(“There is no sweeter manner of living in the world than continuous communion with God.”
“That does sound wonderful,” a young mother says, “but Brother Lawrence was a monk, working in the garden or kitchen all day. He could pray as he went about his chores. I work in a noisy office and then deal with three noisy kids when I get home. How can I experience continuous communion with God?”
Her dilemma is all too familiar, even for someone like me who’s retired!
So I began a list of possibilities to help me live in more continuous communion with God. Perhaps an idea or two will appeal to you.
- Begin the day with God–even as I get out of bed. “This is the day the Lord has made; let us rejoice and be glad in it,” the psalmist urged (118:24). OK, what can I rejoice in and be grateful to God for, as I anticipate the day?
- Wear a reminder-bracelet—even a paper one! Write a scripture on it (such as Isaiah 26:3), or an encouraging statement, such as: “He is beneath me as my foundation, He is beside me as my friend, He is within me as my life” (Barbara Johnson, Women of Faith speaker).
- Copy a meaningful scripture on a 3 x 5 card. Post it on the inside of a kitchen cabinet door, the visor of the car, or the inside of a closet. Move it around every few days so the element of surprise serves to grab my attention.
- Sing to God (while driving quiet streets or doing noisy chores!)
- Keep my blessings journal more faithfully. (Even though I established the habit years ago, I still allow some precious gifts to go unrecorded. More attentiveness will add more joy to my days.)
- Get outside. Find at least one marvelous gift in creation, and praise God for his genius.
- Follow this advice from Barbara Johnson (mentioned above): While using a household product, see if the name or its attributes remind me of God and my relationship with him. One example: Fresh Start laundry detergent. While loading the washer I can pray, “Thank you, Father, that every day is a fresh start with you. Your mercies are new every morning.” (Interested in more products and their implications? Click on “A.M. Attitude Adjustment.”)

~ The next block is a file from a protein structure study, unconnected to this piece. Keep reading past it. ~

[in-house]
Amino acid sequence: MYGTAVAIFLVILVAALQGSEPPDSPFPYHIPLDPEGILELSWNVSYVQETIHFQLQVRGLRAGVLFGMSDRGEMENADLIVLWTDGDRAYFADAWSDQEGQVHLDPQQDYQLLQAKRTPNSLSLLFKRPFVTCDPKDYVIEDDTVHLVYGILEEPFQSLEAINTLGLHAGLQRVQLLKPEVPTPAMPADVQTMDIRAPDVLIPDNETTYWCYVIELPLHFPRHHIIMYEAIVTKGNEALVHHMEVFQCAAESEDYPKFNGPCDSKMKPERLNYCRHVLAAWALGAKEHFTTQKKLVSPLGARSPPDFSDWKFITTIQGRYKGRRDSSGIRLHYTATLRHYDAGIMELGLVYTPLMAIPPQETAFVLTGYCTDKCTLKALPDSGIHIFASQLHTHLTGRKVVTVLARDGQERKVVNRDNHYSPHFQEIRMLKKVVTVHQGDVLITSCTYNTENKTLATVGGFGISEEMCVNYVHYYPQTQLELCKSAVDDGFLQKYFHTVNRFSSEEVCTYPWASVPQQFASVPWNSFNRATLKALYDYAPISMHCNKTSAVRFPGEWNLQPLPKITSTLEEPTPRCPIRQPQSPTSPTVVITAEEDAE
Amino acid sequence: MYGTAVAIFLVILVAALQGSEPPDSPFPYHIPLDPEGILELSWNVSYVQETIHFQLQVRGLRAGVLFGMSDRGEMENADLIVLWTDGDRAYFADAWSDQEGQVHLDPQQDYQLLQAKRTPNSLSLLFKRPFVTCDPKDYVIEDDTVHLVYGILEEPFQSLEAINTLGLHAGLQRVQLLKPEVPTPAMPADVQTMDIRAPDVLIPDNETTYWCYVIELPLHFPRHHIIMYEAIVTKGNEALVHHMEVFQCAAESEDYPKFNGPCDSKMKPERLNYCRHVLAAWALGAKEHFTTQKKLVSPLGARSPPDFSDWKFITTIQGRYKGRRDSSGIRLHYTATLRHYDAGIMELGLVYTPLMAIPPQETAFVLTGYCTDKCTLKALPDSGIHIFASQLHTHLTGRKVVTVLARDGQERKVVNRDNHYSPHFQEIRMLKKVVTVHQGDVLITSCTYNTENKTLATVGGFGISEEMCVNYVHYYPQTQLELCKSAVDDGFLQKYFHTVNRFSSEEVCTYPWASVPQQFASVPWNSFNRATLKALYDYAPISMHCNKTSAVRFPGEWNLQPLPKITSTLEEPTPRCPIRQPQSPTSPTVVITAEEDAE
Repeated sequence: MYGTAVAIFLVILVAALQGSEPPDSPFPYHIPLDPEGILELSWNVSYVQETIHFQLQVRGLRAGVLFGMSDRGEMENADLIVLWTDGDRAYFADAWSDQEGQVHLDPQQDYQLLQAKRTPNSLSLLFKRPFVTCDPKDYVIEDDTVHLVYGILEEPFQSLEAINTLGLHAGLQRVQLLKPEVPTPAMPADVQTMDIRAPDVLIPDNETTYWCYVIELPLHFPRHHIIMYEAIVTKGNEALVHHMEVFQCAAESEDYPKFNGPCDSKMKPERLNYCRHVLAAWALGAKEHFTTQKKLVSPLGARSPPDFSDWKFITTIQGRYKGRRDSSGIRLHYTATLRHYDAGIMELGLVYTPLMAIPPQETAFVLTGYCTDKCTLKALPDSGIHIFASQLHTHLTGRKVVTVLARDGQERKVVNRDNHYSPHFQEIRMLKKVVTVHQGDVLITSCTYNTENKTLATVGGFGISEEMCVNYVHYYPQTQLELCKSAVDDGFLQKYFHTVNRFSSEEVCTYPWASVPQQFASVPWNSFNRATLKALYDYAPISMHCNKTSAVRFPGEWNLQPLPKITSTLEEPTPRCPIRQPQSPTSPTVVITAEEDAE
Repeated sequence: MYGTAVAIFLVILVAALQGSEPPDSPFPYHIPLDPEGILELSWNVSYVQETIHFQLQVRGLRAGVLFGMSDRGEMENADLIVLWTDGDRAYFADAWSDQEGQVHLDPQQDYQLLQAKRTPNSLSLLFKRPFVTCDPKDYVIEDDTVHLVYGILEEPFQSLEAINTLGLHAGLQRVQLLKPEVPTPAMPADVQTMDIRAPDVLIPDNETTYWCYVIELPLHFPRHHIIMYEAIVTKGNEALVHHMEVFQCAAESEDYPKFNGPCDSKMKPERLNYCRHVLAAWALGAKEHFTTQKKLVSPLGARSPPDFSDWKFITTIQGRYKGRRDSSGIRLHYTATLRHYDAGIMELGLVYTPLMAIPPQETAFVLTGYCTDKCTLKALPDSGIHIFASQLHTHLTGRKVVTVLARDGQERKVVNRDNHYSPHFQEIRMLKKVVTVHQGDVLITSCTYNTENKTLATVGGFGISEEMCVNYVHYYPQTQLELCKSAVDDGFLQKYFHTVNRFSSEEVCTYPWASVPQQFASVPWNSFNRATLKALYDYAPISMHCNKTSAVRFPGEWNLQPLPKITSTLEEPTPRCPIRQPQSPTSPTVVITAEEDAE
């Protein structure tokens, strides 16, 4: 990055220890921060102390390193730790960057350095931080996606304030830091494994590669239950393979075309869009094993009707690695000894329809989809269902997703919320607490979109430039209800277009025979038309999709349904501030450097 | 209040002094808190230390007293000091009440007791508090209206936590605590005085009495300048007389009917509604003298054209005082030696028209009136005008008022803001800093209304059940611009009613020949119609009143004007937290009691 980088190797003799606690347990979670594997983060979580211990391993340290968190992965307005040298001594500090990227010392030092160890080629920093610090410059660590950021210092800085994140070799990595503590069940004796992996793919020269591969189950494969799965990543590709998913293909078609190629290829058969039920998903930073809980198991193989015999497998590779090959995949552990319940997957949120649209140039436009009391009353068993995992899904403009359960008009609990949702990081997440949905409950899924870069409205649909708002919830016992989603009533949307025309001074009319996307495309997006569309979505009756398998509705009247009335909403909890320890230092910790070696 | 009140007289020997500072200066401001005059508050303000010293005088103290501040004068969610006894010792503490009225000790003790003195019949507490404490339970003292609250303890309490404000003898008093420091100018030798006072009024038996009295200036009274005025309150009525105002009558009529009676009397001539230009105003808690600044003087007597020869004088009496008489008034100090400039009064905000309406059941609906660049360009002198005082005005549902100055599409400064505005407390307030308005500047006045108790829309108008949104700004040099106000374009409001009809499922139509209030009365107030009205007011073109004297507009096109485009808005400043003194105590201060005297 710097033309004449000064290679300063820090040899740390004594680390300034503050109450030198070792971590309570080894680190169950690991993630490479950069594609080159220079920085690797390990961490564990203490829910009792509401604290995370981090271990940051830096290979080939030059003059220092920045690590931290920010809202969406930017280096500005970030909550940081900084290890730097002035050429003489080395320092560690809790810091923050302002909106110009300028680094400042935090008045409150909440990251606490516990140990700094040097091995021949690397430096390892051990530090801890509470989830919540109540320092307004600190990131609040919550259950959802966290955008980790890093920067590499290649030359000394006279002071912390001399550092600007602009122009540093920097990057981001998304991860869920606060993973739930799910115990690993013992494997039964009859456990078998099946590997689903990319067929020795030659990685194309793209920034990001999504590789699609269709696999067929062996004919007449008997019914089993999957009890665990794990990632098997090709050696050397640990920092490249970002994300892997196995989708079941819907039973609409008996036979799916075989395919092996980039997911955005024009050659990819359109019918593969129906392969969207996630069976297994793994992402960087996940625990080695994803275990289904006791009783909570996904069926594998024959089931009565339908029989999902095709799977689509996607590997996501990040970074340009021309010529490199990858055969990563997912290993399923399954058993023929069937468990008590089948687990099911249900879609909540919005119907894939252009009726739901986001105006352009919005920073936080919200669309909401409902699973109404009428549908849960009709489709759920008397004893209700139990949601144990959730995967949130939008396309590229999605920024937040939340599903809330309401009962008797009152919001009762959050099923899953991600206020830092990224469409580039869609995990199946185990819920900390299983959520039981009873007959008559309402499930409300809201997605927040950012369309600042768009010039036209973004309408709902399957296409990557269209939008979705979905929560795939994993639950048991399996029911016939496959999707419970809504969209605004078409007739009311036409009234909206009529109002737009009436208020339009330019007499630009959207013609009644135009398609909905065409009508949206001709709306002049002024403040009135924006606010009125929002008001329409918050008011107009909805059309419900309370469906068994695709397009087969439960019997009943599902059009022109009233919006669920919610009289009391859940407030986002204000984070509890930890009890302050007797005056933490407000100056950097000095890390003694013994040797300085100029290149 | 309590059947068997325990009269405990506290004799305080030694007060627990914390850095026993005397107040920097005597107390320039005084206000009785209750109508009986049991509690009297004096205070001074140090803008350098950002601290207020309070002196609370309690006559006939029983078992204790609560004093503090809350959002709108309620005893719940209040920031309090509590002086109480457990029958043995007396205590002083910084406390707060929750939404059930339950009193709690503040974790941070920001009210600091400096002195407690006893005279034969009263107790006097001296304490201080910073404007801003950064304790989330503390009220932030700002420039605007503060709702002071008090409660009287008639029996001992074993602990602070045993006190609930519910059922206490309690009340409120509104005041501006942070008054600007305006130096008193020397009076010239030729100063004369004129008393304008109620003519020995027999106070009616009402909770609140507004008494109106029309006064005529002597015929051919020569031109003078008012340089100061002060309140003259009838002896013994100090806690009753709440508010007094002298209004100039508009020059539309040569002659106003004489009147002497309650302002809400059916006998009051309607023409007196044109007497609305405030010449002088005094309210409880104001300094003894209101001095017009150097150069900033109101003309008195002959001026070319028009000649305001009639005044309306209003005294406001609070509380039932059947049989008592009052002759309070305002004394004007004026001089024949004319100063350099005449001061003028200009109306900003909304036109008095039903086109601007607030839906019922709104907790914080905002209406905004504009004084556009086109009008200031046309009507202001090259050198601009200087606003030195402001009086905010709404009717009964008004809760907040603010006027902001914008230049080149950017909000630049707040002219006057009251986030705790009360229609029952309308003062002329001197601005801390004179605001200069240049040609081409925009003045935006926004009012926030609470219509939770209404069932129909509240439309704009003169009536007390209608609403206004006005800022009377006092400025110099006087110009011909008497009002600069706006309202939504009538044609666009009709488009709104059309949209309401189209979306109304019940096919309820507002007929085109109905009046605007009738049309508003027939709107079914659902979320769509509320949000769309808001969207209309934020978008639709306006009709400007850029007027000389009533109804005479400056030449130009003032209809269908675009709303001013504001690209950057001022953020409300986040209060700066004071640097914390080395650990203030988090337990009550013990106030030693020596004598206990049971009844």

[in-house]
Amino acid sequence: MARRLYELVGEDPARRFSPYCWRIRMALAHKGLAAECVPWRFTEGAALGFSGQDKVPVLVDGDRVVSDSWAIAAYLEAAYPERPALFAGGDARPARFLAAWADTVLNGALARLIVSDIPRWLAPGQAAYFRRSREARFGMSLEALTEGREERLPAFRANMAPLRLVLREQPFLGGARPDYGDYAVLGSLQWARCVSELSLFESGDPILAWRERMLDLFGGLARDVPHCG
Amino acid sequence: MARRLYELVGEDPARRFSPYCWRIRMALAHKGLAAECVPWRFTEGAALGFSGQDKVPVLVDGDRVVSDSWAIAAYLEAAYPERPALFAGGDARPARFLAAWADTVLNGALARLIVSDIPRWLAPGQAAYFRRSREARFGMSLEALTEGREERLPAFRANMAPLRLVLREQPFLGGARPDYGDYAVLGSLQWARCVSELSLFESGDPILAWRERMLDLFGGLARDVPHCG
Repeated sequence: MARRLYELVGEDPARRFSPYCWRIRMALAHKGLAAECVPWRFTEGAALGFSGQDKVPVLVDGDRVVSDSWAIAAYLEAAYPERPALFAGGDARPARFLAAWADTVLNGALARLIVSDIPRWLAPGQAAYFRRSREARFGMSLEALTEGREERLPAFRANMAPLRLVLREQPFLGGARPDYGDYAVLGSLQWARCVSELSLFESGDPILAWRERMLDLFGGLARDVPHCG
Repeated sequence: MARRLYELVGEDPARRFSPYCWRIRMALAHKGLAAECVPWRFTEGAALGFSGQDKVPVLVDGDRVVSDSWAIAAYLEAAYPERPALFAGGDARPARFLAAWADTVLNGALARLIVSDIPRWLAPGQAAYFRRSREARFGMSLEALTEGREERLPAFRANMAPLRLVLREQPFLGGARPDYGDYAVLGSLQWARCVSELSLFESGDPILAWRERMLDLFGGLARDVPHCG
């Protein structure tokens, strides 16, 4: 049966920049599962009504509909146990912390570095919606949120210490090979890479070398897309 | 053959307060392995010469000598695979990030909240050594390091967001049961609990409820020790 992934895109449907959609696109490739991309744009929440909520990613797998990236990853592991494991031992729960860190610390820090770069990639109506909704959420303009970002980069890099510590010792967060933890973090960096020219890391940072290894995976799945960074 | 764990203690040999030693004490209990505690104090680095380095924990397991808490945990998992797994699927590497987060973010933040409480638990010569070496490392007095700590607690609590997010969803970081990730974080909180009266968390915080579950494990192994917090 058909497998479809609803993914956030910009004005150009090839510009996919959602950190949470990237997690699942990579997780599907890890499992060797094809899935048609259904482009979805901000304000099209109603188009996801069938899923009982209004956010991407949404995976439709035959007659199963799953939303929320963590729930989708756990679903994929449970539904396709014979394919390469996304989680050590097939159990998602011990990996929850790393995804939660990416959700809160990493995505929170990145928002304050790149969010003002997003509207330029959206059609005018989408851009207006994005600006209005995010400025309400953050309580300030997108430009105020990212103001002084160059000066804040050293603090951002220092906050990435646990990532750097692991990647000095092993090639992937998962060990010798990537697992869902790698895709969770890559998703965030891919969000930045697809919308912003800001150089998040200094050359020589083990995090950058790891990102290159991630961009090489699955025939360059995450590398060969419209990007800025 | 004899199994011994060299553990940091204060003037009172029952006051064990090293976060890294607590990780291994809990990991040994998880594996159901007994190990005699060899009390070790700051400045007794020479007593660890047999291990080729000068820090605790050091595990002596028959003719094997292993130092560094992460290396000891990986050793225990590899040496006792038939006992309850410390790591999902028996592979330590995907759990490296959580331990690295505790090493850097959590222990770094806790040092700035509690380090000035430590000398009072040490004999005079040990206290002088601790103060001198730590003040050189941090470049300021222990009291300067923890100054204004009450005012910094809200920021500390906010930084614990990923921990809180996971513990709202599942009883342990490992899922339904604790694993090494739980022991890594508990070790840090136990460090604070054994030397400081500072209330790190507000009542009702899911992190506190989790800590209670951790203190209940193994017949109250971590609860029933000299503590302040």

- Post a verse on the bathroom mirror. Work at memorizing it.
- Each time I sip my coffee or tea, I can also “Taste and see that the Lord is good” (Psalm 34:8) by savoring the blessings of the moment. Thankfulness opens my heart to his presence and my mind to his thoughts.**
- End the day with God, recalling his blessings or reciting his scripture.
Now if you’re like me, a bracelet on the wrist or a 3 x 5 on a cabinet door soon become such common sights, I barely notice them anymore. Perhaps if I rotate through some of the suggestions, they’ll retain their impact.
Sunday might be the day for an outdoor respite. Monday might be Bracelet Day; Tuesday could be Taste-and-See Day.
You get the idea.
But how glorious is this: our all-gracious God chooses to bless us when we seek to bless him—blessings such as:
- Peace (Isaiah 26:3)
- Encouragement (Psalm 19:7)
- Joy (Psalm 16:11)
- Rest and refuge–from the onslaught of unsettling thoughts (Psalm 91:1-2)
- Strength (Psalm 138:1-3)
“…For a short time, fly from your business;
hide yourself for a moment from your turbulent thoughts.
Break off now your troublesome cares, and think less of your laborious occupations.
Make a little time for God, and rest for a while in Him.
Enter into the chamber of your mind,
shut out everything but God and whatever helps you to seek Him, and,
when you have shut the door, seek Him.
Speak now, O my whole heart, speak now to God:
‘I seek Thy face; Thy face, Lord, do I desire.'”
– Anselm (1033-1109, Archbishop of Canterbury, caring pastor, author)
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What strategies help you to enjoy continuous communion with God? Please share in the Comments section below!
**based on a statement by Sarah Young, Jesus Calling,p. 343